The Uniform Limited Liability Company Act (ULLCA) permits the formation of limited liability companies (LLCs), which provide owners with the advantages of both corporate-type limited liability and partnership tax treatment. The 2011 and 2013 amendments, enacted as part of the Harmonization of Business Entity Acts project, updated and harmonized the language in this Act with similar provisions in other uniform and model unincorporated entity acts.



The Uniform Fiduciary Income and Principal Act (UFIPA) is a revision of the former Uniform Principal and Income Act with a new name to differentiate the act from its three predecessor versions. While older trusts often had clear delineation between income and principal interests, modern trust accounting requires flexibility. Trustees now tend to invest for the greatest total return, and then adjust between interest and principal to produce a fair result for all the beneficiaries. UFIPA recognizes this trend toward total-return investing and includes unitrust conversion rules to allow even older trusts to take advantage of modern investment trends. UFIPA gives estate planning attorneys additional flexibility to tailor a trust for each client’s needs and includes a new governing law section to help avoid jurisdictional disputes.



The Uniform Civil Remedies for Unauthorized Disclosure of Intimate Images Act (UCRUDIIA) addresses the disclosure of private images of nudity or sexual conduct without consent. The UCRUDIIA creates a civil cause of action; protects victims’ identities; and provides various remedies.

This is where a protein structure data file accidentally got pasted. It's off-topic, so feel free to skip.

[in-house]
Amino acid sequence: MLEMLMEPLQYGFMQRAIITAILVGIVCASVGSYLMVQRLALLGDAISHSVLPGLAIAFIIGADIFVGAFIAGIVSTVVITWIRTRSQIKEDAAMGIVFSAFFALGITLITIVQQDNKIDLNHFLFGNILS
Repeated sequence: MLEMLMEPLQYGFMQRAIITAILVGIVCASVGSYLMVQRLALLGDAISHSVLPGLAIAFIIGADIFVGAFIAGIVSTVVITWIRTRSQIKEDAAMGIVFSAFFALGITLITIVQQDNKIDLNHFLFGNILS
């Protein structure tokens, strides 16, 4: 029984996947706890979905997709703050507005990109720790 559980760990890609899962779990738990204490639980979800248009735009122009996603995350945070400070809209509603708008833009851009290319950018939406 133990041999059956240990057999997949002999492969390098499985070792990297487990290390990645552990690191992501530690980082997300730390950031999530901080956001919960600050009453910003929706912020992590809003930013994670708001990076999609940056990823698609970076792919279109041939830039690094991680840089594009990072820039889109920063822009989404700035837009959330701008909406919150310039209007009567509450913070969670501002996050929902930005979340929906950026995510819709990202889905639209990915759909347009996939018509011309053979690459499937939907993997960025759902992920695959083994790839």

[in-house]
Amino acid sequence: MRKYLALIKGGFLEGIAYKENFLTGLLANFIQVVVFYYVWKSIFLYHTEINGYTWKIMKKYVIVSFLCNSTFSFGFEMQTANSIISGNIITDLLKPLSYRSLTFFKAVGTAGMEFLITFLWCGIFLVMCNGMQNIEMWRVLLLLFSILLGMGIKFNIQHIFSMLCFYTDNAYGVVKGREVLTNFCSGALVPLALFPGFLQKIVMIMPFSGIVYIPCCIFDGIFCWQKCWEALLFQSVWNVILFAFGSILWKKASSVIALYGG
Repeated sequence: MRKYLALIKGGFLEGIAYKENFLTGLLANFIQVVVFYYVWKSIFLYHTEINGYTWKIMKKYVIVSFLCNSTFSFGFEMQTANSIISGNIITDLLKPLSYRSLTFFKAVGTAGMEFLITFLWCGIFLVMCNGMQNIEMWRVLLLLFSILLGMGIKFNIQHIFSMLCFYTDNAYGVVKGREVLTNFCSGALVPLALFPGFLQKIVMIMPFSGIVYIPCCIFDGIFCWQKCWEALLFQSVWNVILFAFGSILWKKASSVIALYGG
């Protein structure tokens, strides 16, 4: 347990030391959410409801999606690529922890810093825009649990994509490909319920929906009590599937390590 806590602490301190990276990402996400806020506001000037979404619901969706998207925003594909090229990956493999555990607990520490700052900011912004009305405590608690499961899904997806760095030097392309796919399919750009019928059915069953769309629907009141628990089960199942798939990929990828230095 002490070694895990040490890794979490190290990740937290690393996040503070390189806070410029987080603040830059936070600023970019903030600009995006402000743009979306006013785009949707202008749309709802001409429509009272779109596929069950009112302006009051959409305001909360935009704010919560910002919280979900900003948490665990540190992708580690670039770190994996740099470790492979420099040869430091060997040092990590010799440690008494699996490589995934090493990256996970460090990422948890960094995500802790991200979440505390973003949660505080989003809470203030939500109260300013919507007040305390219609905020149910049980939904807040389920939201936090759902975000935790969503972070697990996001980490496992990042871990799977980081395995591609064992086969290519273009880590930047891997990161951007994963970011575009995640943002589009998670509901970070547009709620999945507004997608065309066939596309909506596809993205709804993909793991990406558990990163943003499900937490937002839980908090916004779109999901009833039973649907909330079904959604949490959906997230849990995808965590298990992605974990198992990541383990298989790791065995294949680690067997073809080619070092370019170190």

Proposed Amendments to Ark. Code. Ann. §§ 18-12-501 and 18-12-502 The purpose of these amendments is to replace the outdated term “letter of attorney” with the common usage “power of attorney”. The terms “letter of attorney” or “letters of attorney” are not found elsewhere in the Arkansas Code. These code sections can be difficult to find using any modern legal research database as the terms “letter of attorney” and “letters of attorney” are not commonly used.

Arkansas Discovery Farms

Since the 19th century, the University of Arkansas Division of Agriculture has one of the country’s leading agricultural sciences programs.  The Arkansas Agricultural Experiment Station (AAES) was initiated with federal funding in 1888 in Fayetteville, with branch stations in Newport, Pine Bluff, and Texarkana.  One of the innovative practices of AAES is the system of Discovery Farms.  These are private farms that have agreed to partner with the University of Arkansas to study the effect of different agricultural methods in key native ecosystems.  The partnerships last five to seven years and aim to discover the secrets to long-term sustainability by studying water and soil quality.  To learn more about Arkansas Discovery Farms, kick back and watch this excellent video:

Voiding Contracts for Fraudulent Misrepresentation

Misrepresenting a good or service, in order to sell that good or service, is fraud.  In the case of Clay v. Brand, the Arkansas Supreme Court said that “misrepresentation of a material fact is actionable fraud.”  You cannot promise to sell someone a box of hammers, and sign a contract with them for “tools,” then send them a box of wrenches, and say “sorry, you signed a contract.”  If you promised hammers as the foundation for the contract, you must provide hammers.